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It’s Still Difficult to Be Gay on the Hill

Tom Williams/CQ Roll Call
Christopher Hoven (left) said he’s experienced verbal taunts on Capitol Hill since coming out in 1989. Andrew Powaleny said he’s never felt excluded in the LGBT Congressional Staff Association and that the group is excited to have a Republican member.

Under the Obama administration, the OSC has reverted to an earlier interpretation that protects employees based on sexual orientation. The office has fielded 20 complaints of discrimination since 2009.

Glassgold said she knew about the lack of legal protection when she came to work on the Hill and made sure she chose an office that was accepting of her personal life.

“The Hill is a strange place,” she said. “I feel for my Republican colleagues whose Members may not be supportive of gay rights and [in] whose districts there might be tensions around those issues.”

Powaleny said that concern is misplaced.

“As far as being gay on the Hill, it has not even been an issue at all,” he said.

The Republican Party is a “big tent” that welcomes gay and lesbian voices, Powaleny said, arguing that there is no political reason why more GOP staffers are not open about their sexual orientation.

“I’d suspect that the reason someone doesn’t come out sooner has more to do with a personal decision rather than political affiliation,” he said.

Chris Fisher, legislative assistant for Rep. Ted Deutch (D-Fla.), said it is those personal questions that plague staffers the most.

“How is my boss going to react when my boyfriend shows up at the Christmas party?” he said. “Is that going to be OK with the chief of staff? What if I have [a legislative director] that isn’t comfortable with members of the community?”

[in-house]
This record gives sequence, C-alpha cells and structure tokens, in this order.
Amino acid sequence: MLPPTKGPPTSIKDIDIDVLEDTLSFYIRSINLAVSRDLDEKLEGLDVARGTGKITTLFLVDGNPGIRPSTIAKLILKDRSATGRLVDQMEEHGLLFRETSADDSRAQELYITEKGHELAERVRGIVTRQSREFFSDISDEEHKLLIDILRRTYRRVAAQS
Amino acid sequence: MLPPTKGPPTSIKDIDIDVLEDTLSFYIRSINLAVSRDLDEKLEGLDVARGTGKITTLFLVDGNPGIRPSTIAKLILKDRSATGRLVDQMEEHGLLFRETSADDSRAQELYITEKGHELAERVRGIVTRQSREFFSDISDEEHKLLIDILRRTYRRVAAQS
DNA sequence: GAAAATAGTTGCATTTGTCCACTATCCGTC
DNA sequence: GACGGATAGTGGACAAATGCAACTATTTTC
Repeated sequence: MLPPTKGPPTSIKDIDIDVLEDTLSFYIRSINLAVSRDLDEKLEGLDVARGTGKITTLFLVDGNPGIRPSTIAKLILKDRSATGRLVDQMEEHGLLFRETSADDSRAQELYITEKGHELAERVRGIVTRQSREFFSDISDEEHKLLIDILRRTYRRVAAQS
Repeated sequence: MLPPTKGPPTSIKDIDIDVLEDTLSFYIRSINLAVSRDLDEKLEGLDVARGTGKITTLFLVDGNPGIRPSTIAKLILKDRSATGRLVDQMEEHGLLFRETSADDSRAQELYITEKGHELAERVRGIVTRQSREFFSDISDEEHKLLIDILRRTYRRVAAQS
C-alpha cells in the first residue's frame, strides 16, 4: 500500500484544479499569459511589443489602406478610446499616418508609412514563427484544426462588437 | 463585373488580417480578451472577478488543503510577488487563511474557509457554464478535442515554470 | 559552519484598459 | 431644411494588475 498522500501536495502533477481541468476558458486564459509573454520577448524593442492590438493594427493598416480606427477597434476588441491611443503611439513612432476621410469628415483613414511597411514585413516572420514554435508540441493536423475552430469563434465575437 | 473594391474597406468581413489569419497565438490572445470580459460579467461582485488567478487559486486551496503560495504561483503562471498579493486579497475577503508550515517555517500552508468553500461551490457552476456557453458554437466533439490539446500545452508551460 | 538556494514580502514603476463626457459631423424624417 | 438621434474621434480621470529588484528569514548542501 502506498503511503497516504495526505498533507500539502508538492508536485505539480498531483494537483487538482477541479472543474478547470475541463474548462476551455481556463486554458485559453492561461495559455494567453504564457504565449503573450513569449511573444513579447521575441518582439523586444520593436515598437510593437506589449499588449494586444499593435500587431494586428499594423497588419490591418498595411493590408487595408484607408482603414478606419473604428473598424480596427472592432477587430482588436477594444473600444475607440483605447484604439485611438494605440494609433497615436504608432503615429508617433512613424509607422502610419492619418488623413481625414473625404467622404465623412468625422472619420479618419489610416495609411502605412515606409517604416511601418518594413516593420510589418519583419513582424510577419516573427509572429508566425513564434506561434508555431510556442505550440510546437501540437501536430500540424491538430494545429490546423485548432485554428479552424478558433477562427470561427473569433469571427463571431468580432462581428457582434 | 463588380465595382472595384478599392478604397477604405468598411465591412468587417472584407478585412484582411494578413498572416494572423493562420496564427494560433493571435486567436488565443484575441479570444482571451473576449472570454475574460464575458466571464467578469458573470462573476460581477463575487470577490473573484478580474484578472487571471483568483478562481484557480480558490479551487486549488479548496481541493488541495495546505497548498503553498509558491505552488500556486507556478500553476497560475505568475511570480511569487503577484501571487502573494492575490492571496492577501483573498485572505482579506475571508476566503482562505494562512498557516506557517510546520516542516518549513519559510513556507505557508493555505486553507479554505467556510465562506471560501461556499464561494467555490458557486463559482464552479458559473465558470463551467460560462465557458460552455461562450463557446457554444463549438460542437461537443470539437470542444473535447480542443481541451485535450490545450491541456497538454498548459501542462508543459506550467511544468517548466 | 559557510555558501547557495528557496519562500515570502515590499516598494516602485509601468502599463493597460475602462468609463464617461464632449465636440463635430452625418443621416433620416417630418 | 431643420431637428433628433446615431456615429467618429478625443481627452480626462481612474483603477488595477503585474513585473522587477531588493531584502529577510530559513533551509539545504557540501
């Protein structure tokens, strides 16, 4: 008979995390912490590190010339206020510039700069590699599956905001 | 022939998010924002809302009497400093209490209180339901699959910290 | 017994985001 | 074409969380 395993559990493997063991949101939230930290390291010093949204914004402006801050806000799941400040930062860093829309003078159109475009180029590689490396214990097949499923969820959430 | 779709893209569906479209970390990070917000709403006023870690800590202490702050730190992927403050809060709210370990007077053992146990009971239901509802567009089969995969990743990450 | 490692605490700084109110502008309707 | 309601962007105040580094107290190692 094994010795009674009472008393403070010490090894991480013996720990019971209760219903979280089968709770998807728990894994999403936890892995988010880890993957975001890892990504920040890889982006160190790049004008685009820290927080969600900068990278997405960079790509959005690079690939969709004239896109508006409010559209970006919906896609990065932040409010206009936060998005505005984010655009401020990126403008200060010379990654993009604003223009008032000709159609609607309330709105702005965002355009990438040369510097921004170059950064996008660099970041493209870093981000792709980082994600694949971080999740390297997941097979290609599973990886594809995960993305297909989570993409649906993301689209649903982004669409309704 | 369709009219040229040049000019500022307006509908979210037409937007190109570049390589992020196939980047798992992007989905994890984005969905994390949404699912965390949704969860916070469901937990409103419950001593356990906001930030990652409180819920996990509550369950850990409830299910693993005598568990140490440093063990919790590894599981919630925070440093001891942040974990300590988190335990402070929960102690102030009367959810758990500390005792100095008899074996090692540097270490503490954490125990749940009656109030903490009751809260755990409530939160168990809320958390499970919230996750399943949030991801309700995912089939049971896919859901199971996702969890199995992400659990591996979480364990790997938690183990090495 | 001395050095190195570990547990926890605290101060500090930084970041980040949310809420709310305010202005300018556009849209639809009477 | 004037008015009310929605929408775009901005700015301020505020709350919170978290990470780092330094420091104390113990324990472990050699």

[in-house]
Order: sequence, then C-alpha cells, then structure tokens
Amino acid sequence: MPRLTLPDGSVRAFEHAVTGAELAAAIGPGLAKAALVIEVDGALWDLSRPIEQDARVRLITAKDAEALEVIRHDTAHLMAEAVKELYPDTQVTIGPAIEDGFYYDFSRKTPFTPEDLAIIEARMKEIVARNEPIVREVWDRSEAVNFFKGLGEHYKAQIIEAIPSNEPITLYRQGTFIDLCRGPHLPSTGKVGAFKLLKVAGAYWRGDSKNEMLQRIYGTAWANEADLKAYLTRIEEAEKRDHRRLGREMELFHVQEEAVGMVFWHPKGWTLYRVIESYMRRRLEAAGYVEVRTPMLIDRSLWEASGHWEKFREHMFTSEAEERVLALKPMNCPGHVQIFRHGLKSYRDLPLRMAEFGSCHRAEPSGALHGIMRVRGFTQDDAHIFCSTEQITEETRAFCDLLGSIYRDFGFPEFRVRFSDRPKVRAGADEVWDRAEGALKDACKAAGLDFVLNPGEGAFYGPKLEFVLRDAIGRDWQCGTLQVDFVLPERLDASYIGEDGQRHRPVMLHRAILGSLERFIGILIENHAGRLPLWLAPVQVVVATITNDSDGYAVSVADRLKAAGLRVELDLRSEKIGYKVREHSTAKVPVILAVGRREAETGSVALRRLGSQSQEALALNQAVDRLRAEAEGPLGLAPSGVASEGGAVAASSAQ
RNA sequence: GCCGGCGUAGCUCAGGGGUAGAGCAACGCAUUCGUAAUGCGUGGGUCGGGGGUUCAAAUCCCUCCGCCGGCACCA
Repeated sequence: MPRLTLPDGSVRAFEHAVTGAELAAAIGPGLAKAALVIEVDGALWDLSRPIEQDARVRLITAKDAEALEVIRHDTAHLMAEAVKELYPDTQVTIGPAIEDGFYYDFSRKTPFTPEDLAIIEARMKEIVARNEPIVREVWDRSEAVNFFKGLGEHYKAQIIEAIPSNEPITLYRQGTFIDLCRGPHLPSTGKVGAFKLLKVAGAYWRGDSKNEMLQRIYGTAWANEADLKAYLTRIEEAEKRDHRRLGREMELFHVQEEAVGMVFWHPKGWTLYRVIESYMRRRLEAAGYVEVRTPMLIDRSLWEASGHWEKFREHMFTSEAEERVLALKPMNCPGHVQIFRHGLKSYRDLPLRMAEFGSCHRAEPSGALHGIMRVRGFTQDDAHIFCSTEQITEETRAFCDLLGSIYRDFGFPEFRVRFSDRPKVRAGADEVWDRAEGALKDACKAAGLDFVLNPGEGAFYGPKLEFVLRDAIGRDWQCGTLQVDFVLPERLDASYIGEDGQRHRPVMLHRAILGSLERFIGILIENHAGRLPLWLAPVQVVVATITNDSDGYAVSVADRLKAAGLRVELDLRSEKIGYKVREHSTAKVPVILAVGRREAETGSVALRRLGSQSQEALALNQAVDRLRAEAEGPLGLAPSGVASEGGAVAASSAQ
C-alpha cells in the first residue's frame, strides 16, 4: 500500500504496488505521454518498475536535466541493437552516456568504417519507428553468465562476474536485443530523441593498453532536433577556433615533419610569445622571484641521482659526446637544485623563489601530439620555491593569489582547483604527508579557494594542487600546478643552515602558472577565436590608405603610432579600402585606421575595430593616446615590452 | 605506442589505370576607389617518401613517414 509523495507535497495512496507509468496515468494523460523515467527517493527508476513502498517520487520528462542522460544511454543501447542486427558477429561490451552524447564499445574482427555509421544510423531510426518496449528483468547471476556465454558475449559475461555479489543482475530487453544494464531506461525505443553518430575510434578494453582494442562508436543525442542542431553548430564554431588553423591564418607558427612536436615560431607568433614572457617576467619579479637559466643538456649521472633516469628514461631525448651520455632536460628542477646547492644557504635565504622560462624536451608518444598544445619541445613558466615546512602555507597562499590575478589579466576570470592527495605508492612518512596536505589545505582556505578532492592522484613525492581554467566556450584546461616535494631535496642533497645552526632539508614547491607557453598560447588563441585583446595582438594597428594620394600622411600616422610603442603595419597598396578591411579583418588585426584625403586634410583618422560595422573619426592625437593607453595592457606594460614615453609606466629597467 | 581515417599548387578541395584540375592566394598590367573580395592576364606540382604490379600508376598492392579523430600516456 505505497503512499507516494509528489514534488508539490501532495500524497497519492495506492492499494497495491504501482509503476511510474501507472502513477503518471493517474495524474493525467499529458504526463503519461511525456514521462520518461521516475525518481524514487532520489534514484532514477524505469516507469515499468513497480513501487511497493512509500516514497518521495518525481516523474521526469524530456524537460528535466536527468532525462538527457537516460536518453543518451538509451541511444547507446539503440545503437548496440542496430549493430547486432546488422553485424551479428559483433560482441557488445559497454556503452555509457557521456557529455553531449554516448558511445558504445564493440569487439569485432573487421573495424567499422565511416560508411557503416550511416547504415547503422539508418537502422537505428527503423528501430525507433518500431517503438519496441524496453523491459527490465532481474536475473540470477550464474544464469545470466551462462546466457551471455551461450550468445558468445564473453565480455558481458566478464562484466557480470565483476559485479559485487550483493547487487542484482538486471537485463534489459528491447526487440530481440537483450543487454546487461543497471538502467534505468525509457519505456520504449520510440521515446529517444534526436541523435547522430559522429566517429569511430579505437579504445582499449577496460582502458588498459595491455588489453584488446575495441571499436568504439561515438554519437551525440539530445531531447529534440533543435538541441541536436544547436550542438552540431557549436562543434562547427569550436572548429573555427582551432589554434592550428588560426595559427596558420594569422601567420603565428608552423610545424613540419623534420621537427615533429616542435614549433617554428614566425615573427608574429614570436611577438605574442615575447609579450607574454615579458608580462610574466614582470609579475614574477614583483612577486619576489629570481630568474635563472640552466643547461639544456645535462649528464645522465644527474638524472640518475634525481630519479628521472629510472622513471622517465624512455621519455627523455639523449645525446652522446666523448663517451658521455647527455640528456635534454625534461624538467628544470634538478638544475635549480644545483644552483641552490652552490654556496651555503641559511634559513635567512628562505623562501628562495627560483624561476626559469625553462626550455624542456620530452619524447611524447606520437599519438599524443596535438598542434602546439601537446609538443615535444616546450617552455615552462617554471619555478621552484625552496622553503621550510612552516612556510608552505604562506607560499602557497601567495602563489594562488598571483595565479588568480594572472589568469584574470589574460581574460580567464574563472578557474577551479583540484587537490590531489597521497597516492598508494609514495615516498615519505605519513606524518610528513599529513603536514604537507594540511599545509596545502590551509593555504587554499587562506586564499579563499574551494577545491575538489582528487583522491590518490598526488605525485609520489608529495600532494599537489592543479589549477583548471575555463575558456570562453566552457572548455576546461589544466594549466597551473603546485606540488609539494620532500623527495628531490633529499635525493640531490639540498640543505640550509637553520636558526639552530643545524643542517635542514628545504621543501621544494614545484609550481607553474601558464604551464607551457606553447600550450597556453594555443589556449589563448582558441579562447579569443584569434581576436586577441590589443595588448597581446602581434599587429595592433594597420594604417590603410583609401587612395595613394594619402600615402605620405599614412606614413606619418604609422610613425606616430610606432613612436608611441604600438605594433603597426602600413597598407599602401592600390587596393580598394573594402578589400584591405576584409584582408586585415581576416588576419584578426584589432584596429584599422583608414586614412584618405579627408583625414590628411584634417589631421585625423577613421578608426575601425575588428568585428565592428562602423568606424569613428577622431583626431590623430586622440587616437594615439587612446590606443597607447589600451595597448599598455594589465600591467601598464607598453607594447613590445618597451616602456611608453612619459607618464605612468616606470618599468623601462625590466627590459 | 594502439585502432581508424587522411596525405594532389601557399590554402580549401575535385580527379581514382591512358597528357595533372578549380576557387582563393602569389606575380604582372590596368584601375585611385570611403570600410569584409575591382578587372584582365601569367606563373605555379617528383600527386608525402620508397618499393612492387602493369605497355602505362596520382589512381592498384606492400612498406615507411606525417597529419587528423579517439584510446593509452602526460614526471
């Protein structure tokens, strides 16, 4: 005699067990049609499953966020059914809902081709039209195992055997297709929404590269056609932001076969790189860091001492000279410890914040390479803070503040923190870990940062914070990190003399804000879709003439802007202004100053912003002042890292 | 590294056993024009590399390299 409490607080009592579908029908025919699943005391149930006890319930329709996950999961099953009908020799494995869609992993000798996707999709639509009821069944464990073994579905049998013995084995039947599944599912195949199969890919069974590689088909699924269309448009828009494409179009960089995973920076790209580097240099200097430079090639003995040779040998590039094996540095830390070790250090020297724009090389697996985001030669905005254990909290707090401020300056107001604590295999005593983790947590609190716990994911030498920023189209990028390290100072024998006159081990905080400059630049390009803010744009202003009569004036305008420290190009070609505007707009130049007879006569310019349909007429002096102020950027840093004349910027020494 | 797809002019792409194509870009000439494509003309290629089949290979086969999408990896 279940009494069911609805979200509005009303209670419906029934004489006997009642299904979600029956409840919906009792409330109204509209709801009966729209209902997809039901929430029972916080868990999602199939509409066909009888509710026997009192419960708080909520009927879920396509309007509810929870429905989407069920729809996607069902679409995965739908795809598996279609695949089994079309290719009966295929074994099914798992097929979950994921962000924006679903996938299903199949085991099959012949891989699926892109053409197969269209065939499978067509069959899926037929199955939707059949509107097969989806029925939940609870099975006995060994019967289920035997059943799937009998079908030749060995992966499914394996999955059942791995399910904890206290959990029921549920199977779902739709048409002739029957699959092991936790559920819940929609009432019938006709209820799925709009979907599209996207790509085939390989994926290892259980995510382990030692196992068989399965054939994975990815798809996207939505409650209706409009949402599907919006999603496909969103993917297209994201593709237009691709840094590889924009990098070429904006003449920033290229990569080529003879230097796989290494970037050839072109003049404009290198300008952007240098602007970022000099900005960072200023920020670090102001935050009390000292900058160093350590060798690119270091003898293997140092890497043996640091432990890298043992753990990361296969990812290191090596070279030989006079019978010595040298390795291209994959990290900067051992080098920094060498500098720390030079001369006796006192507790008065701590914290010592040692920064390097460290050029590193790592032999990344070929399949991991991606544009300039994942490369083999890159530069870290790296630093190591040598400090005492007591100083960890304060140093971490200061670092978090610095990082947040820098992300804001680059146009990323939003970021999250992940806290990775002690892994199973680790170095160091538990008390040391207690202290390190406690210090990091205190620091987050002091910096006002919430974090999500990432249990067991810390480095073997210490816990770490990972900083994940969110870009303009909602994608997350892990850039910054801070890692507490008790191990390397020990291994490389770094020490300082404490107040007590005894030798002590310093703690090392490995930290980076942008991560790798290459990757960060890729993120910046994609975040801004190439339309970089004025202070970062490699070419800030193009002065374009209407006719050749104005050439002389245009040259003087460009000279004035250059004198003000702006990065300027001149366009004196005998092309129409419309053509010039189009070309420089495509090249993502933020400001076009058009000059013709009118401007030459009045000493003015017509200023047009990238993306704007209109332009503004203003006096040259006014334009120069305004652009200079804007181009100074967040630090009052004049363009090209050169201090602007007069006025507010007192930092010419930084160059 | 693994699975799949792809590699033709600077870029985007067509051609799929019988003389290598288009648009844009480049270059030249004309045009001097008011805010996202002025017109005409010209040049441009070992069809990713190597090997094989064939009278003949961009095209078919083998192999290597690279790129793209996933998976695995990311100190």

Still, he and others say that while coming out might be personally difficult, it benefits the broader gay community by helping break down barriers.

Ken Mehlman, campaign manager for President George W. Bush’s 2004 re-election campaign and former Republican National Committee chairman, came out after leaving the political world. In interviews, he later said he wished he had come out sooner, as it may have helped push his party in another direction on some LGBT issues.

Fisher said he hopes all gay and lesbian staffers will one day be able to be open about their personal lives at work.

“In my exit memo, should I ever leave this office, I would say to staffers, ‘You know it’s OK to bring your significant other to the Christmas party, it is OK to come out to your boss,’” he said.

Correction: Dec. 19, 2011

An earlier version of this article quoted Christopher Hoven, administrative assistant to Rep. Adam Schiff (D-Calif.), as saying he has faced discrimination and verbal taunts on the Hill since coming out in 1989. Hoven said he had faced verbal taunts, but not discrimination, on the Hill.

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